JM. Seretse Khama, the former President of Botswana who died of course, Sir Seretse Khama, he was our Chief. Now when Botswana became independent in 1966 he then appointed my father as Ambassador to Washington and to New York, he held both jobs, but he died in Washington in 1968. Now after his death Seretse Khama then said, "Look I've got a lack of people, I need more people, you are a Botswana you must come and help me." So I raised the issue in the ANC leadership and said here is a situation here, and at the time the big problem was how do we get a route for guerrillas to go through to South Africa, how do we establish a link? So everybody unanimously, and there are many people alive who were at that meeting, Nzo was there at that meeting, Modise was there at that meeting, and it was decided if you go to that country and maybe you can influence the policies in such a way that we would be able to get easier co-operation from the Botswana authorities. But then I said, "But look I can't go there and work as an underground operative, I can't serve two masters because Seretse is my own Chief so I am not going to do anything to undermine him or his authority. You will have to understand it will mean that I am loyal to him, but I don't anticipate that there will be conflicts of interest between the ANC and Botswana in general terms, all of us are for liberation but if there does occur anything like that obviously I have got to side with the head of state of Botswana, so I'm not going to play a double game." I made that very clear, I am playing no double game.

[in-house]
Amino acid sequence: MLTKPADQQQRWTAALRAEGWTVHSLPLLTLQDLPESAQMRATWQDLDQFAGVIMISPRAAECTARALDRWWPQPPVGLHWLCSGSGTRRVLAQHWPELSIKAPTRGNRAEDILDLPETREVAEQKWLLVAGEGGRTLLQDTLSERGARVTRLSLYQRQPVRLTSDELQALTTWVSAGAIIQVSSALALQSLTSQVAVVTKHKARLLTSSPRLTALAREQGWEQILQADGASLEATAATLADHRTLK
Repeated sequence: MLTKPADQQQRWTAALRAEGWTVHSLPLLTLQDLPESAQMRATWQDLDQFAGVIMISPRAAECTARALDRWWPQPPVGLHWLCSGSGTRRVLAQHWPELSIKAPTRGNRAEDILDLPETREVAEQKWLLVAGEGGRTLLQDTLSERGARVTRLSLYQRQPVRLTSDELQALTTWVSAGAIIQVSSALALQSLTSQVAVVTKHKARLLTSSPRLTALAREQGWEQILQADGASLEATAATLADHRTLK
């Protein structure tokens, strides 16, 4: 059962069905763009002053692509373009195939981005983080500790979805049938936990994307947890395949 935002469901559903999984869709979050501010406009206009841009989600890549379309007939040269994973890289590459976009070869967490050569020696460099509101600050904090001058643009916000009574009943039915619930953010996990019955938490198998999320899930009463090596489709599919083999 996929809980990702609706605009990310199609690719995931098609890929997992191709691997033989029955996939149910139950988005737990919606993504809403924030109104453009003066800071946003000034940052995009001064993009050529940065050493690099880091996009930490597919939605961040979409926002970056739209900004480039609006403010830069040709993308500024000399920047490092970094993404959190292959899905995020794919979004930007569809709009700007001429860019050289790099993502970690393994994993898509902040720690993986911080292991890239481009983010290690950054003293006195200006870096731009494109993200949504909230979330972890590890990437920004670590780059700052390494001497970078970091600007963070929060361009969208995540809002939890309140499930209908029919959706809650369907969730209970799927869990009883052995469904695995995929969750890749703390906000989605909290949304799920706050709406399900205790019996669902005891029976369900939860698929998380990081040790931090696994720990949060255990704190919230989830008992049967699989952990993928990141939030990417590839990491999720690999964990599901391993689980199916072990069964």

. Well of course I worked in Botswana with the head of state. I used to go to OAU meetings, I used to go to Commonwealth meetings and so on accompanying the President of Botswana and some people say I had a marked influence on the policies of the country. It became easier, ANC people could come into the country, they were able to travel freely. They were not allowed to come into the country bearing arms but of course what really basically happened was that the authorities turned a blind eye to whatever was happening. I can tell you a lot of things about what the ANC was doing because I was Assistant Attorney General where we just didn't bother and had to take all the flak from the South African government over it, including eventually attacks on Gaborone. As I say that was the sort of background.